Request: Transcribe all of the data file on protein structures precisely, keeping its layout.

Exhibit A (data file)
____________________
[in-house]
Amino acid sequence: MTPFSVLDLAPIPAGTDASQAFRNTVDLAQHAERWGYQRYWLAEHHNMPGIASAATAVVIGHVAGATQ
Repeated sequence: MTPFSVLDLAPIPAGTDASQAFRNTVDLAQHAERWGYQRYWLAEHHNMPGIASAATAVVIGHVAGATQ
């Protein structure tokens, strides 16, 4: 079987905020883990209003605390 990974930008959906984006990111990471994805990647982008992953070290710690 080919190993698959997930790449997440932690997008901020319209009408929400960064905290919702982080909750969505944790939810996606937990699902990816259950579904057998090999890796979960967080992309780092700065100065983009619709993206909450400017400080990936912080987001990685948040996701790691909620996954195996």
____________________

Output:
[in-house]
Amino acid sequence: MTPFSVLDLAPIPAGTDASQAFRNTVDLAQHAERWGYQRYWLAEHHNMPGIASAATAVVIGHVAGATQ
Repeated sequence: MTPFSVLDLAPIPAGTDASQAFRNTVDLAQHAERWGYQRYWLAEHHNMPGIASAATAVVIGHVAGATQ
């Protein structure tokens, strides 16, 4: 079987905020883990209003605390 990974930008959906984006990111990471994805990647982008992953070290710690 080919190993698959997930790449997440932690997008901020319209009408929400960064905290919702982080909750969505944790939810996606937990699902990816259950579904057998090999890796979960967080992309780092700065100065983009619709993206909450400017400080990936912080987001990685948040996701790691909620996954195996």